Pompey's Pillar itself as seen from the highway.  It was named after Sacajawea's baby son, nicknamed Little Pomp by William Clark.
Pompey’s Pillar itself as seen from the highway. It was named after Sacajawea’s baby son, nicknamed Little Pomp by William Clark.
Seeing Clark's graffiti will never get old.  Well, it is old, but you know what I mean.
Seeing Clark’s graffiti will never get old. Well, it is old, but you know what I mean.
Looking back from the signature towards the Yellowstone River.
Looking back from the signature towards the Yellowstone River.
A better view of the river.
A better view of the river.
I've never seen pink snowberries before, but that's what they said they were at the Pompey's Pillar visitor center.
I’ve never seen pink snowberries before, but that’s what they said they were at the Pompey’s Pillar visitor center.
Pearly everlastings at Pompey's Pillar.
Pearly everlastings at Pompey’s Pillar.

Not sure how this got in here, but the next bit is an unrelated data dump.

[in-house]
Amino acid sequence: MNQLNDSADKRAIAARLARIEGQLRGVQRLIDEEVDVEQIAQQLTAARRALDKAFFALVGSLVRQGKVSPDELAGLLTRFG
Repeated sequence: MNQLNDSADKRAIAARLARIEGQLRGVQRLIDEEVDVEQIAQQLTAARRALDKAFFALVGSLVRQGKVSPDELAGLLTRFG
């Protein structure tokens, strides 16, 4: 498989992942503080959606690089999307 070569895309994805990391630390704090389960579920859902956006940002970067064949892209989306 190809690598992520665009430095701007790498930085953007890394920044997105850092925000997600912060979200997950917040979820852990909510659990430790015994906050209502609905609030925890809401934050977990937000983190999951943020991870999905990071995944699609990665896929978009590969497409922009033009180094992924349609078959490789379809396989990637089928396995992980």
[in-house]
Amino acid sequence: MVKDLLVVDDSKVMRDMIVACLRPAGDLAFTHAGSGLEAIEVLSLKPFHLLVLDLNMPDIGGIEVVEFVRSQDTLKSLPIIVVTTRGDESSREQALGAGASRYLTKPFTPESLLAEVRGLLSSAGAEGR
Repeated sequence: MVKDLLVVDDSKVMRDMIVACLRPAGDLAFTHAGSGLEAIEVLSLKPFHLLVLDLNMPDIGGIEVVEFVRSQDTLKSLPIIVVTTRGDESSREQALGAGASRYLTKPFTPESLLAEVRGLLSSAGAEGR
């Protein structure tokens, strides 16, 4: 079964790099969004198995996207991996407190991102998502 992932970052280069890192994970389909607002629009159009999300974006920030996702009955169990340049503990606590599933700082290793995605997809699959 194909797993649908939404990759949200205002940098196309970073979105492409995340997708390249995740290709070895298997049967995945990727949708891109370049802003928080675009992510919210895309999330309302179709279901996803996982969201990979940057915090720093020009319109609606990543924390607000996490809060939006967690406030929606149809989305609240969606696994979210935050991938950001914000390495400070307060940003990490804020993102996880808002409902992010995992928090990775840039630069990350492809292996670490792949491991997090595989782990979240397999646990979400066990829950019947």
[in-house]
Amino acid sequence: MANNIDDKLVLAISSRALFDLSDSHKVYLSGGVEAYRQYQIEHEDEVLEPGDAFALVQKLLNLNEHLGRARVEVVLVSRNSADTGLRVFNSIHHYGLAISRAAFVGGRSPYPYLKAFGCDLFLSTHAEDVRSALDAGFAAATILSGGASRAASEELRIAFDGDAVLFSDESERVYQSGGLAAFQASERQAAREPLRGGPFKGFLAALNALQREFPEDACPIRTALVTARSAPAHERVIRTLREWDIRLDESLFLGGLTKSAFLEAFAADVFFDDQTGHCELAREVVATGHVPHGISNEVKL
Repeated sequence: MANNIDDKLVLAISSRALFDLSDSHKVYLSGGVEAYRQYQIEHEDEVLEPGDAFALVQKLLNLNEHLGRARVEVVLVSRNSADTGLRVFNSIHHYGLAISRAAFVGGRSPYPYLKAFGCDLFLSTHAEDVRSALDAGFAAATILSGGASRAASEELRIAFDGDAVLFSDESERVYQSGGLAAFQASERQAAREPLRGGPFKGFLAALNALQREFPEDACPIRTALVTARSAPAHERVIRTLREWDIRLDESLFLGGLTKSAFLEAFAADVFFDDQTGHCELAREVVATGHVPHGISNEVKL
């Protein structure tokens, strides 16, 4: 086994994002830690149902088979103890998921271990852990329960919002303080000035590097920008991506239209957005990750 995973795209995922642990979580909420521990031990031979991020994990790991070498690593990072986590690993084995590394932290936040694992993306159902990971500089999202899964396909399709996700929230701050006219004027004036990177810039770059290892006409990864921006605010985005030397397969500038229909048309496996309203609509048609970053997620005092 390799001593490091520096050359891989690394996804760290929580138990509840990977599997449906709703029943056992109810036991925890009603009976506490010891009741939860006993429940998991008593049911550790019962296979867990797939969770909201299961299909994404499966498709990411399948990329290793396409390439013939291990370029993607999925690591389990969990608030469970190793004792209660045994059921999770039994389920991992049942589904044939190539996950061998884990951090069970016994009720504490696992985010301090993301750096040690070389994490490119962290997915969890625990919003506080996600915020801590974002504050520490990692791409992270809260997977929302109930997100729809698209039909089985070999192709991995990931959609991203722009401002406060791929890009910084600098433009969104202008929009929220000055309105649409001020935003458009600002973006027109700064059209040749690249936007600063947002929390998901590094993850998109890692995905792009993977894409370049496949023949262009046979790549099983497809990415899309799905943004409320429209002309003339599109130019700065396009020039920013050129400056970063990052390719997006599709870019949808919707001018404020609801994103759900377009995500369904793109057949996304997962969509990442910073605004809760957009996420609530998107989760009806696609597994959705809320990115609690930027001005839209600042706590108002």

From there on it was just plowing on to Billings, the largest city in Montana, where I planned to get a motel room, get Merlin’s oil changed (for the third time), and go to the grocery store. Also to do laundry, but due to the fact that the motel’s laundry facilities weren’t available, that didn’t happen. I got to Billings about three in the afternoon, spent the rest of the afternoon getting stuff done, and that was my day, I’m afraid.

I did check when I went online this evening to see if the Beartooth Highway, which among other things was Charles Kuralt’s choice for the most beautiful highway in America, is still open for the season (it goes over an almost 11,000 foot pass, so it’s only open in the summer). The Montana DOT website said it is, and since I’d planned to drop down into Yellowstone for a day or two (pass that close to the park and not go? Inconceivable! [g]) and it’s actually the most direct route coming from this direction, I thought, why not? I’ve never driven it before.